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Publication numberUS3498960 A
Publication typeGrant
Publication dateMar 3, 1970
Filing dateSep 28, 1967
Priority dateSep 28, 1967
Publication numberUS 3498960 A, US 3498960A, US-A-3498960, US3498960 A, US3498960A
InventorsClinton F Wofford
Original AssigneePhillips Petroleum Co
Export CitationBiBTeX, EndNote, RefMan
External Links: USPTO, USPTO Assignment, Espacenet
Production of random copolymers in organolithium polymerization systems
US 3498960 A
Abstract  available in
Previous page
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Claims  available in
Description  (OCR text may contain errors)

United States Patent 3,498,960 PRODUCTION OF RANDOM COPOLYMERS IN OR- GANOLITHIUM POLYMERIZATION SYSTEMS Clinton F. Wotford, Bartlesville, Okla., assignor to Phillips Petroleum Company, a corporation of Delaware No Drawing. Filed Sept. 28, 1967, Ser. No. 671,241 Int. Cl. C08d 1/20, 3/04 US. Cl. 26084.7 9 Claims ABSTRACT OF THE DISCLOSURE Random copolymers of at least one conjugated diene and at least one monovinyl-substituted aromatic compound are produced in an organolithium polymerization system by polymerizing the monomers in the presence of a hexahydro'1,3,5 trisubstituted-s-triazine randomizing agent.

This invention relates to a method of preparing random copolymers. In another aspect it relates to a process for preparing rubbery copolymers using a randomizing agent.

Processes for preparing copolymers of conjugated dienes and monovinyl-substituted aromatic compounds are described in US. Patent 2,975,160, issued Mar. 14, 1961, to R. P. Zelinski. As disclosed in the Zelinski patent, when a mixture of monomers is copolymerized with an organolithium initiator, a polar compound used in admixture with a hydrocarbon diluent promotes the random linkage of monomer units. The polar compond minimizes the formation of a block copolymer structure. Such processes produce a Wide variety of useful rubbery polymers.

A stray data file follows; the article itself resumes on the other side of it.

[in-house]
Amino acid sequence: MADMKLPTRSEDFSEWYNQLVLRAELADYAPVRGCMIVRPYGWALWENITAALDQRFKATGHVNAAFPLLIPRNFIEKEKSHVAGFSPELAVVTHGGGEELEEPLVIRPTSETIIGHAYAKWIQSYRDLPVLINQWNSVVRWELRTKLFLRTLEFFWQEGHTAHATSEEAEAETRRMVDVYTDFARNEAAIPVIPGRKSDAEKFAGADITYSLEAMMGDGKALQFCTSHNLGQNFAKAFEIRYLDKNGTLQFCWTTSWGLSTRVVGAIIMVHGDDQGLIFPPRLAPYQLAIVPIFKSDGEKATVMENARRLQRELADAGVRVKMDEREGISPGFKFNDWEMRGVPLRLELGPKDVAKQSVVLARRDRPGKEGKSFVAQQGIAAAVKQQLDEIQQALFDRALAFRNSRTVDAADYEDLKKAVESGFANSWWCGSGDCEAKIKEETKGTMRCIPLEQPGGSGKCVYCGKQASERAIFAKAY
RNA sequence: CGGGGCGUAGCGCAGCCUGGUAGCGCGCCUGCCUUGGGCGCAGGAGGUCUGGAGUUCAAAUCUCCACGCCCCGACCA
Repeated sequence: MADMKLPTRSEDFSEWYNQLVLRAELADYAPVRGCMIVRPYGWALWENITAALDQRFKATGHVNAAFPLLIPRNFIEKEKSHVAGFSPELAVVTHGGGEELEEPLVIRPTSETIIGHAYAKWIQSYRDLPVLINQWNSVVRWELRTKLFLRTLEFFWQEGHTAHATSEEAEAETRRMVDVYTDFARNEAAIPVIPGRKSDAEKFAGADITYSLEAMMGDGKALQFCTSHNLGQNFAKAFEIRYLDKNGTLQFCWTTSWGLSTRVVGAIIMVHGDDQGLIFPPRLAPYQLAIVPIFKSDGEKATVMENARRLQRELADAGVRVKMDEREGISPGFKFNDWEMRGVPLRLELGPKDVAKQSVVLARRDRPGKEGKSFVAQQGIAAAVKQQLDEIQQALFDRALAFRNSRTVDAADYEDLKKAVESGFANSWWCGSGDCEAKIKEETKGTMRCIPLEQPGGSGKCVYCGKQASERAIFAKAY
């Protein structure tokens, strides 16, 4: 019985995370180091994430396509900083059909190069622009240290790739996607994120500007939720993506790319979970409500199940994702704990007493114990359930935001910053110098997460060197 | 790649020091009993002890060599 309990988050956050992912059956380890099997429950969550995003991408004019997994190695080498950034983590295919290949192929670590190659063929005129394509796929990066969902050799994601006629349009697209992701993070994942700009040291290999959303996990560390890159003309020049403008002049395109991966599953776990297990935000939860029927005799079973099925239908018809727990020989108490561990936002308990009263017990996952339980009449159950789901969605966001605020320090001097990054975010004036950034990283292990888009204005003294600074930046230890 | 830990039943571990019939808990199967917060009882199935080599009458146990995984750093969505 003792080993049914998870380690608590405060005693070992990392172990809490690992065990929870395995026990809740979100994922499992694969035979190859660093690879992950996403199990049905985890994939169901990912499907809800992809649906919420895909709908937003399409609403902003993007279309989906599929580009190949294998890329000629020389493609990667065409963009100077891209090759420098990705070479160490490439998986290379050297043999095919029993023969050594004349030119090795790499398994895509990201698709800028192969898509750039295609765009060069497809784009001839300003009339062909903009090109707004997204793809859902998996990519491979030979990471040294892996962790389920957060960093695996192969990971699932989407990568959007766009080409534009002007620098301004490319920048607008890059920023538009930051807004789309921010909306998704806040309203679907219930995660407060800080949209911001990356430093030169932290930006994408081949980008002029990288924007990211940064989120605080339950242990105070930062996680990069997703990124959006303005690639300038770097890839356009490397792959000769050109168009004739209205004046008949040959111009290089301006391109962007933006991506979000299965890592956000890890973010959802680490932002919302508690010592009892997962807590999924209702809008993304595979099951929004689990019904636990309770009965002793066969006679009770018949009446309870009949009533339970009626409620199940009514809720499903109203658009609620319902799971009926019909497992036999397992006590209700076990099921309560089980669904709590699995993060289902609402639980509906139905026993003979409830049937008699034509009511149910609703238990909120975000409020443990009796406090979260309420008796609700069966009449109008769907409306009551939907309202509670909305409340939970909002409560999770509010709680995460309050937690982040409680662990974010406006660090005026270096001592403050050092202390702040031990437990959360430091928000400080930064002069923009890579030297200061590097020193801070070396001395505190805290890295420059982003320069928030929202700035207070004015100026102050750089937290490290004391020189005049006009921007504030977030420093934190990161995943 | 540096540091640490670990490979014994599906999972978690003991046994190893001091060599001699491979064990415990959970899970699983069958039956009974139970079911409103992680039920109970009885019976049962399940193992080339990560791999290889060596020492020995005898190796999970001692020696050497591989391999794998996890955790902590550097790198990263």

If the polar compond is omitted from the polymerization mixture, an entirely different type of polymer is obtained, this being a block copolymer in which the monomer units tend to polymerize sequentially. The initially formed polymer block will predominately contain conjugated diene units with small amounts of the vinyl aro matic units therein and the subsequently formed polymerblock will be a homopolymer of the vinyl aromatic compound. The physical properties of block copolymers are quite different from the physical properties of random copolymers. It is therefore desirable to perfect improved methods for making random copolymers of conjugated dienes and monovinyl-substituted aromatic compounds.

According to my invention, a special type of randomizing agent is used to form random copolymers of conjugated dienes and vinyl-substituted aromatic compounds in an organolithium polymerization system. I have discovered that by using a hexahydro-l,3,5-trisubstituted-striazine randomizing agent it is possible to produce completely random copolymers that have a low vinyl content. I have found that by carrying out my invention, the low vinyl random copolymers can be made by using very small amounts of the randomizing agent.

Accordingly, it is an object of my invention to provide a new and improved method for forming random copolymers. Another object of my invention is to provide an improved method for making low vinyl random copolymers of conjugated dienes and vinyl-substituted aromatic compounds in the presence of small amounts of a randomizing agent.

The term random copolymer as applied to the polymer products of this invention is intended to include products ranging from those in which there is substantially no detectable homopolymer block, e.g. vinyl-substituted aromatic polymer blocks, up to copolymers containing about 1 percent by weight of a homopolymer block.

In general, the monomers used in the instant invention are the same as those disclosed in the Zelinski patent referred to above. The conjugated diene monomers that can be employed in the invention contain from 4 to 12 carbon atoms per molecule but preferably are 1,3-butadiene, isoprene, and piperylene.

The vinyl-substituted aromatic compounds that can be used in the present invention are well known to those skilled in the art and can include any monovinyl-substituted aromatic compound that is polymerized with an organolithium initiator. The preferred monovinyl-substituted aromatic compounds include styrene, vinylnaphthalenes such as l-vinylnaphthalene and alkyl-substituted vinyl aromatic compounds in which the alkyl group is attached to the ring, such as 3-methylstyrene, 2- methylstyrene, 4-ethylstyrene, and the like.